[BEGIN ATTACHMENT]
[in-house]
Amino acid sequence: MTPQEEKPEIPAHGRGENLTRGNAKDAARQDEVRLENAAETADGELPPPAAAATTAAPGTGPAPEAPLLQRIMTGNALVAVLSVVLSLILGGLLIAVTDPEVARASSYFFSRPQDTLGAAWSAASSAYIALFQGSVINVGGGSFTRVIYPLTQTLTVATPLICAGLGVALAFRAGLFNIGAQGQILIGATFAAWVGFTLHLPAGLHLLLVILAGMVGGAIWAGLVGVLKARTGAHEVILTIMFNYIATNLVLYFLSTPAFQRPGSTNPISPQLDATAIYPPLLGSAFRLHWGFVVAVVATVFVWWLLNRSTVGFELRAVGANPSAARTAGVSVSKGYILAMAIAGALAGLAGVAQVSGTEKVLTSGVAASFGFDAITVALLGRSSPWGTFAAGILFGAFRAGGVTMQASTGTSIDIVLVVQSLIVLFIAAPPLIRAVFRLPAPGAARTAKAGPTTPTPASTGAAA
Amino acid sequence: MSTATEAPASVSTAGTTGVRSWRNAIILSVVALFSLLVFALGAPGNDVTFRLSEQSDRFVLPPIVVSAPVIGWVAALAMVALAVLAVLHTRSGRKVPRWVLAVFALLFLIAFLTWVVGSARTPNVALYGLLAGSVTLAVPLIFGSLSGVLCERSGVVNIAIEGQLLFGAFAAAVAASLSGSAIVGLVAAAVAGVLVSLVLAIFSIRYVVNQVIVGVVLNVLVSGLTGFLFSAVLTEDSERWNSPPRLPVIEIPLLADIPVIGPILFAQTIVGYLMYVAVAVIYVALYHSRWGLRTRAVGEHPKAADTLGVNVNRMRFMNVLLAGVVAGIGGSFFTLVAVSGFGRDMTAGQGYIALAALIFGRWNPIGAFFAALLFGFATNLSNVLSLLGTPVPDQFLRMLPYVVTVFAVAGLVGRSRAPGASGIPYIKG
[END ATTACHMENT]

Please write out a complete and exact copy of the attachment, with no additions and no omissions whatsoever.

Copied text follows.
[in-house]
Amino acid sequence: MTPQEEKPEIPAHGRGENLTRGNAKDAARQDEVRLENAAETADGELPPPAAAATTAAPGTGPAPEAPLLQRIMTGNALVAVLSVVLSLILGGLLIAVTDPEVARASSYFFSRPQDTLGAAWSAASSAYIALFQGSVINVGGGSFTRVIYPLTQTLTVATPLICAGLGVALAFRAGLFNIGAQGQILIGATFAAWVGFTLHLPAGLHLLLVILAGMVGGAIWAGLVGVLKARTGAHEVILTIMFNYIATNLVLYFLSTPAFQRPGSTNPISPQLDATAIYPPLLGSAFRLHWGFVVAVVATVFVWWLLNRSTVGFELRAVGANPSAARTAGVSVSKGYILAMAIAGALAGLAGVAQVSGTEKVLTSGVAASFGFDAITVALLGRSSPWGTFAAGILFGAFRAGGVTMQASTGTSIDIVLVVQSLIVLFIAAPPLIRAVFRLPAPGAARTAKAGPTTPTPASTGAAA
Amino acid sequence: MSTATEAPASVSTAGTTGVRSWRNAIILSVVALFSLLVFALGAPGNDVTFRLSEQSDRFVLPPIVVSAPVIGWVAALAMVALAVLAVLHTRSGRKVPRWVLAVFALLFLIAFLTWVVGSARTPNVALYGLLAGSVTLAVPLIFGSLSGVLCERSGVVNIAIEGQLLFGAFAAAVAASLSGSAIVGLVAAAVAGVLVSLVLAIFSIRYVVNQVIVGVVLNVLVSGLTGFLFSAVLTEDSERWNSPPRLPVIEIPLLADIPVIGPILFAQTIVGYLMYVAVAVIYVALYHSRWGLRTRAVGEHPKAADTLGVNVNRMRFMNVLLAGVVAGIGGSFFTLVAVSGFGRDMTAGQGYIALAALIFGRWNPIGAFFAALLFGFATNLSNVLSLLGTPVPDQFLRMLPYVVTVFAVAGLVGRSRAPGASGIPYIKG